Coast of northern California
Coast of Northern California FineArtAmerica

Waves generated by the huge tsunami/earthquake more than five thousand miles away in Japan have hit the coast of northern California, with two-to-five foot waves washing over local beaches, according to the National Weather Service.

Thanks in part to a low tide, the waves are not bigger, although emergency officials have ordered residents to flee beaches and low-lying areas, warning that higher waves may arrive later.

Kelly Huston, spokesman for the state Office of Emergency Services, told The San Francisco Chronicle:

It's not like it's one surge of water and it's over. People shouldn't say, 'Oh, it's 9:30, so everything's great.' There will be some surges after the first surge.

Tsunami warnings have been issued for Northern California, including Humboldt and Del Norte counties.
Stay off the beach, said National Weather Service forecaster Diana Henderson, according to The Chronicle.

It's not just one wave, it's a series that could last up to twelve hours after the initial arrival. So even after 8:30 a.m., please still don't go to the beach. It will be a series of inundations.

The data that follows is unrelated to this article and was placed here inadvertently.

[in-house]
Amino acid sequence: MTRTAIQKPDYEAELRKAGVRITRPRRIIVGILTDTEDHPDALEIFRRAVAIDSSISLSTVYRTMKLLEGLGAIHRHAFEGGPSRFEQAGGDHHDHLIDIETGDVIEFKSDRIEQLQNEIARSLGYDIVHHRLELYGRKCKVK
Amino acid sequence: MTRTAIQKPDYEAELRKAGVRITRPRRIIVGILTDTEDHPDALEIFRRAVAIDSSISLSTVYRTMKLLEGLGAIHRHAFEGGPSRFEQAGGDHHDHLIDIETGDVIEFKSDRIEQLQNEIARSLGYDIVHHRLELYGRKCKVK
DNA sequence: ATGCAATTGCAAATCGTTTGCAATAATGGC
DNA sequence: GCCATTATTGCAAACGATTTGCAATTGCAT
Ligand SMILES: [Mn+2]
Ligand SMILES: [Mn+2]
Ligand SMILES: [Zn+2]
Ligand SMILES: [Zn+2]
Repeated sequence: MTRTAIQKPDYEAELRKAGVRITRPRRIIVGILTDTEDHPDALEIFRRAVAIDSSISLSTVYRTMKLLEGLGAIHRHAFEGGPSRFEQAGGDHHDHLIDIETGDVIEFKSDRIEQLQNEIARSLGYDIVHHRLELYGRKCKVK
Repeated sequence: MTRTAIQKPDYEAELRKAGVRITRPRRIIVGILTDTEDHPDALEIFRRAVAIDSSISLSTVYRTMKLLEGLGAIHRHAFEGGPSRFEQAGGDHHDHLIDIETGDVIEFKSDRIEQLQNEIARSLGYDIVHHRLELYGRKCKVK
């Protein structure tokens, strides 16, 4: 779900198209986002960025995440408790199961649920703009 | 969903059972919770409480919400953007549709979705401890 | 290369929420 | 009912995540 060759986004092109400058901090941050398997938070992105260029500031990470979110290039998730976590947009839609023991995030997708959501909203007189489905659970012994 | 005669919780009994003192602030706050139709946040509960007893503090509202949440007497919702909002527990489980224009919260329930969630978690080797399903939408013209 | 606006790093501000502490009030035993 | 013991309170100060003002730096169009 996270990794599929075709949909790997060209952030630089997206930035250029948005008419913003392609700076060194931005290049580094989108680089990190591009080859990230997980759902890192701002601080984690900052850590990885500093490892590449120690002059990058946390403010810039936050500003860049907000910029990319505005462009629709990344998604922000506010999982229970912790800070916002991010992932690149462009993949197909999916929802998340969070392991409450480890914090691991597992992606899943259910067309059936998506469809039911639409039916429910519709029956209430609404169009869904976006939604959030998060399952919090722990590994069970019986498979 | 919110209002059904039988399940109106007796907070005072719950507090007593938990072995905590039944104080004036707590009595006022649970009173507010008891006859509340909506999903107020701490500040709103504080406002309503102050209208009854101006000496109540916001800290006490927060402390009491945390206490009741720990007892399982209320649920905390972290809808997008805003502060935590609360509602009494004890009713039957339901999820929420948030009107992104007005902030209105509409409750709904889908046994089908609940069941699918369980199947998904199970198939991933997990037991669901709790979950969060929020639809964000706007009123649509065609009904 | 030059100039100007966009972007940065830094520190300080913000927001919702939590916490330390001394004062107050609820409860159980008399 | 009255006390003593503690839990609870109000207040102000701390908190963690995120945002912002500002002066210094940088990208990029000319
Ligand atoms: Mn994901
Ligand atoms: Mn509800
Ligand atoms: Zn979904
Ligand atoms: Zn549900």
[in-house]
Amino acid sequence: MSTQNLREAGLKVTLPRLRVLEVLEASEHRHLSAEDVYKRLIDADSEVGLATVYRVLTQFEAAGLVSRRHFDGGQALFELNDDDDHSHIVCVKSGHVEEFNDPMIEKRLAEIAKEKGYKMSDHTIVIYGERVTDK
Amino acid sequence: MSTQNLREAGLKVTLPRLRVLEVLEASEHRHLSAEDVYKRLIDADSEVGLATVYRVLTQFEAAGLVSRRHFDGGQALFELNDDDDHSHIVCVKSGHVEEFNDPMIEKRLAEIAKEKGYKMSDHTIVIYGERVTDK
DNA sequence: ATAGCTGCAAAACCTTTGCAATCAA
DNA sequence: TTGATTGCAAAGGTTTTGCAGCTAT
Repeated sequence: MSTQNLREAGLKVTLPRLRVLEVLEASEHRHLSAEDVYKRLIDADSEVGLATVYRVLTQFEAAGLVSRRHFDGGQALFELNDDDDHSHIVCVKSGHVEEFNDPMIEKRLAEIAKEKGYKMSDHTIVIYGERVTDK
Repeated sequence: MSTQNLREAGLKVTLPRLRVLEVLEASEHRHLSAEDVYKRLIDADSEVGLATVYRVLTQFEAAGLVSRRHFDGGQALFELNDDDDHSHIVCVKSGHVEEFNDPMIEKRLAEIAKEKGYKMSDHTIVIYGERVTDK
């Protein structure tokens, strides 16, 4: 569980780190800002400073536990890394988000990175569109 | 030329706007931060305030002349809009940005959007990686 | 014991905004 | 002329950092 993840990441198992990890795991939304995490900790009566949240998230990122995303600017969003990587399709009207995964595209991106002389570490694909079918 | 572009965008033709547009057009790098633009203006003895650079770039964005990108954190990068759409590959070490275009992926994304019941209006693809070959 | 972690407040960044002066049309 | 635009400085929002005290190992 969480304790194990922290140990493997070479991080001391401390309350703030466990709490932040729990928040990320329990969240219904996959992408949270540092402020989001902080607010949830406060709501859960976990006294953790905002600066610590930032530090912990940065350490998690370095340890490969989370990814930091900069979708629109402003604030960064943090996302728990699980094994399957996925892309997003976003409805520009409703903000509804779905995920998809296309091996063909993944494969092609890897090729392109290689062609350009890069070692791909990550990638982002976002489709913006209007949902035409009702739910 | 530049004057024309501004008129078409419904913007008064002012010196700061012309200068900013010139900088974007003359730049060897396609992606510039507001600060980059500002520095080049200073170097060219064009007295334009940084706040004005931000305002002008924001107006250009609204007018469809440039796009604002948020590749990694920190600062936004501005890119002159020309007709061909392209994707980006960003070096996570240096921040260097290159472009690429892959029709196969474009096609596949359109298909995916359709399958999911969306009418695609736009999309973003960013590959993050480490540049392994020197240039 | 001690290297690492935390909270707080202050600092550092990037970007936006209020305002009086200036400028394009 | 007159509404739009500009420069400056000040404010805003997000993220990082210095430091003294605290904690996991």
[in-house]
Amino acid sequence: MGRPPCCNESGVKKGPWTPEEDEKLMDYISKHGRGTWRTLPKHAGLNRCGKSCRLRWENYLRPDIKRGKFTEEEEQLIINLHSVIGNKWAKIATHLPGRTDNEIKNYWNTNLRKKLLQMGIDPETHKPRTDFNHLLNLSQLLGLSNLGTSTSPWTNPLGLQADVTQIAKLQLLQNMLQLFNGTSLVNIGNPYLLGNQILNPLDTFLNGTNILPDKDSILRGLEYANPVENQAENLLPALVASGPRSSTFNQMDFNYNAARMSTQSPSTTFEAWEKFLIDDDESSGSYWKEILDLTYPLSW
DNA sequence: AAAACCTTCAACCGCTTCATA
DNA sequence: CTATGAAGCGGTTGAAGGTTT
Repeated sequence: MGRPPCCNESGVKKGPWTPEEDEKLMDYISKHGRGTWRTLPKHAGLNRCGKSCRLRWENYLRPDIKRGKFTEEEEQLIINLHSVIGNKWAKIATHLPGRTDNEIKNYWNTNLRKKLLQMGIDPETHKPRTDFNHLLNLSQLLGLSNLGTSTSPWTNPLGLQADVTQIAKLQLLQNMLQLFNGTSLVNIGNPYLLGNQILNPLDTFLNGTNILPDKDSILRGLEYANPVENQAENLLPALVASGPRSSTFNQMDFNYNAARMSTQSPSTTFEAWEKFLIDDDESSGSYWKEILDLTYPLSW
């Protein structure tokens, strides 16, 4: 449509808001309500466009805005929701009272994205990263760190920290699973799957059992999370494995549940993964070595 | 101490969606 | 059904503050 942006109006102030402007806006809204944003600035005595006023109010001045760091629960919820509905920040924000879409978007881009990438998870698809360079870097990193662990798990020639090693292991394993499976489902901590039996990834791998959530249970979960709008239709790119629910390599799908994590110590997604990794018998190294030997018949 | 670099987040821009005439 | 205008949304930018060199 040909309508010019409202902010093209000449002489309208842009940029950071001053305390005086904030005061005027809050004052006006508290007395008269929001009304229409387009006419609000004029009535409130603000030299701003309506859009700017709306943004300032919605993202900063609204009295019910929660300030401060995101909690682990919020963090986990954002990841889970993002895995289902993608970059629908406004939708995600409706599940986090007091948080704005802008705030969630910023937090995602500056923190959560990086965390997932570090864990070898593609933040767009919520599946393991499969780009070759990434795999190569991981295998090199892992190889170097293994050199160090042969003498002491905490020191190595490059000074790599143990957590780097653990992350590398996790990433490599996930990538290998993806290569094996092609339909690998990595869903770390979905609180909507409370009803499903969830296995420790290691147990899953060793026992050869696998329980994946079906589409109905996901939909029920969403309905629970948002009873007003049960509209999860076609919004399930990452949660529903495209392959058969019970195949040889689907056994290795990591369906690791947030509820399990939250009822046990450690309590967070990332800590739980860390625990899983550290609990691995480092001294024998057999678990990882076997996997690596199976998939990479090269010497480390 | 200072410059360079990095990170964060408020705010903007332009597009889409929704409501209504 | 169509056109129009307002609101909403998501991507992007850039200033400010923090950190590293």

Officials in Sam Francisco have urged people to avoid beaches.

The San Francisco Police Department have closed the upper and lower Great Highway from Point Lobos and 48th Avenue to Lake Merced, and the National Park Service closed Ocean Beach, Baker Beach, China Beach and Fort Funston.

Many schools and roads have been closed across northern California.

Henderson warned that waves as high as 2.8 feet could hit Pacifica; 3.4 feet in Half Moon Bay; 3.3 feet in Santa Cruz Harbor; 3.6 feet could hit Point Arena; and 5.3 feet at Rio del Mar Beach.

Officials of the Bay Area Rapid Transit (BART) considered suspending service, but later decided against it.

However, several flights to Japan from San Francisco International Airport have been canceled, said SFO spokesman Michael McCarron.